Modest and methodical, he can be consistent enough to, as Bill Parcells liked to say, "manage a game" or be a "bus driver." Team looking for the next John Elway, an über-athletic scrambler with a bazooka of an arm would have been wildly disappointed with Dilfer. But when in need of a smart quarterback who understands defenses and how to attack them, and someone who is careful with the football, a team would be thrilled to have Dilfer — case in point, the Baltimore Ravens, the defense-heavy team Dilfer guided to a victory in Super Bowl XXXV in 2001.
Likewise, a team looking for another Sebastian Janikowski would scoff at the idea of bringing in Suisham, as the Cowboys did this week after cutting suddenly-erratic Nick Folk. Suisham isn't going to drill 50-yarders with any regularity, but when within his range, he is remarkably consistent. Despite a shanked 23-yarder that effectively cost his team an upset win over the New Orleans Saints, Suisham hit 18-of-23 field goals this season as a member of the Washington Redskins.
There's no debating the fact that his three missed field goals were costly. He missed two against the Cowboys, either of which likely would have iced an admittedly ugly win for the Redskins, before missing the chip shot against New Orleans that would have given Washington a 10-point lead over the then-undefeated Saints in the waning minutes. Had he made a kick he should have been able to hit left-footed, the national scribes would have been discussing how Washington — not Dallas — broke the Saints' winning streak.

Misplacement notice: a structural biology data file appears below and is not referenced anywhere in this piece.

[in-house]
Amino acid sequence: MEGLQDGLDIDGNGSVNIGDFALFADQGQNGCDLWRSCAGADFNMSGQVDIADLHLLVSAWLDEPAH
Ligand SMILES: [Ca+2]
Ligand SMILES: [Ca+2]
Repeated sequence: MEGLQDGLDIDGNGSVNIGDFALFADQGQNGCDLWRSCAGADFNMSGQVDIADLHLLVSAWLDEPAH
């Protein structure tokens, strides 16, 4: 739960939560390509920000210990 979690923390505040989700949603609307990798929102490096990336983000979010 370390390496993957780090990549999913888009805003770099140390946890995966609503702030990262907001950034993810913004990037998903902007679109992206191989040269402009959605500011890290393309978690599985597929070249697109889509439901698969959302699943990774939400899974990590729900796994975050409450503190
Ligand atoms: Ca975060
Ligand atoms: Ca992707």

Now, in a scenario with all of the predictability of an after-school special, Suisham's first game in his second tour of duty with the Cowboys will be against the team that most recently sent him to the unemployment line: the Redskins.
Suisham has been on both sides of what traditionally is one of the NFL's most intense rivalries. He insists that he harbors no ill will toward the Redskins, and doesn't see his first game in Dallas — Part Deux as a revenge game.
Suisham's misses essentially gave a then-mediocre Dallas team a win over a Washington team that was only slightly less inept that day.
Rest assured, he'd like nothing better than a chance to give the Cowboys another win over the Redskins by drilling a game-winner. He might well hold no grudge against Washington's coaches or management for dumping him, but every competitive athlete has an ego, and Suisham probably would like nothing more than to show the Redskins they made a mistake by letting him go.
Is Suisham The Answer?
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